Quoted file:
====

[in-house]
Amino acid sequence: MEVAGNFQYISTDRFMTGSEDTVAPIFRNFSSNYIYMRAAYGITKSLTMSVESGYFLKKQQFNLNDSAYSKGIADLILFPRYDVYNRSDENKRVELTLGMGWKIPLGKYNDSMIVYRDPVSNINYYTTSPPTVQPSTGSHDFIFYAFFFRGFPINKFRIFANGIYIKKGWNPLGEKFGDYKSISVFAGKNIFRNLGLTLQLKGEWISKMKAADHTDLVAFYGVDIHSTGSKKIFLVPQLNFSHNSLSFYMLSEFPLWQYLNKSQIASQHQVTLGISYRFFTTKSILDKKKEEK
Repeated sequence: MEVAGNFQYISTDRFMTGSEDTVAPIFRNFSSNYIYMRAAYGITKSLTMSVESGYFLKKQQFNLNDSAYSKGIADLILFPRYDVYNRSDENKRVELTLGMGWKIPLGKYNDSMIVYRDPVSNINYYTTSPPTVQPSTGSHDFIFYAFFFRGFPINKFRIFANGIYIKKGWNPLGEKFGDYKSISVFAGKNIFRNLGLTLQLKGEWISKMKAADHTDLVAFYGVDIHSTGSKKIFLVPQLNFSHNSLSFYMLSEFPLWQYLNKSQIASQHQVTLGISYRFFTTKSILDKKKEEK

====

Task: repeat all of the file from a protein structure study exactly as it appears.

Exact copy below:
[in-house]
Amino acid sequence: MEVAGNFQYISTDRFMTGSEDTVAPIFRNFSSNYIYMRAAYGITKSLTMSVESGYFLKKQQFNLNDSAYSKGIADLILFPRYDVYNRSDENKRVELTLGMGWKIPLGKYNDSMIVYRDPVSNINYYTTSPPTVQPSTGSHDFIFYAFFFRGFPINKFRIFANGIYIKKGWNPLGEKFGDYKSISVFAGKNIFRNLGLTLQLKGEWISKMKAADHTDLVAFYGVDIHSTGSKKIFLVPQLNFSHNSLSFYMLSEFPLWQYLNKSQIASQHQVTLGISYRFFTTKSILDKKKEEK
Repeated sequence: MEVAGNFQYISTDRFMTGSEDTVAPIFRNFSSNYIYMRAAYGITKSLTMSVESGYFLKKQQFNLNDSAYSKGIADLILFPRYDVYNRSDENKRVELTLGMGWKIPLGKYNDSMIVYRDPVSNINYYTTSPPTVQPSTGSHDFIFYAFFFRGFPINKFRIFANGIYIKKGWNPLGEKFGDYKSISVFAGKNIFRNLGLTLQLKGEWISKMKAADHTDLVAFYGVDIHSTGSKKIFLVPQLNFSHNSLSFYMLSEFPLWQYLNKSQIASQHQVTLGISYRFFTTKSILDKKKEEK